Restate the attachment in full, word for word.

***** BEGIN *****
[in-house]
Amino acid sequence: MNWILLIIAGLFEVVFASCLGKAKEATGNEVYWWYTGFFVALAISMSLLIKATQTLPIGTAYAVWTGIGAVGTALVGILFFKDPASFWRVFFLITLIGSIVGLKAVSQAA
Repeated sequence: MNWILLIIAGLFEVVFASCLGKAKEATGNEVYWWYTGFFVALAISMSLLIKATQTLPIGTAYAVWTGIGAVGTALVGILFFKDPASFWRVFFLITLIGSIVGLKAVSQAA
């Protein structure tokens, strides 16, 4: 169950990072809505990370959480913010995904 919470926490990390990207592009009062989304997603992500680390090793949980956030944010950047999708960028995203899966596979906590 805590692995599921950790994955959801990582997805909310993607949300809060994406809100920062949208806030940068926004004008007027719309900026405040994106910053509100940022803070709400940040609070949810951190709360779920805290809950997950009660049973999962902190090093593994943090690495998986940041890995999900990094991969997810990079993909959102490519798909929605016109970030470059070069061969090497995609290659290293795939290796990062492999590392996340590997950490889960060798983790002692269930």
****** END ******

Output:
[in-house]
Amino acid sequence: MNWILLIIAGLFEVVFASCLGKAKEATGNEVYWWYTGFFVALAISMSLLIKATQTLPIGTAYAVWTGIGAVGTALVGILFFKDPASFWRVFFLITLIGSIVGLKAVSQAA
Repeated sequence: MNWILLIIAGLFEVVFASCLGKAKEATGNEVYWWYTGFFVALAISMSLLIKATQTLPIGTAYAVWTGIGAVGTALVGILFFKDPASFWRVFFLITLIGSIVGLKAVSQAA
């Protein structure tokens, strides 16, 4: 169950990072809505990370959480913010995904 919470926490990390990207592009009062989304997603992500680390090793949980956030944010950047999708960028995203899966596979906590 805590692995599921950790994955959801990582997805909310993607949300809060994406809100920062949208806030940068926004004008007027719309900026405040994106910053509100940022803070709400940040609070949810951190709360779920805290809950997950009660049973999962902190090093593994943090690495998986940041890995999900990094991969997810990079993909959102490519798909929605016109970030470059070069061969090497995609290659290293795939290796990062492999590392996340590997950490889960060798983790002692269930």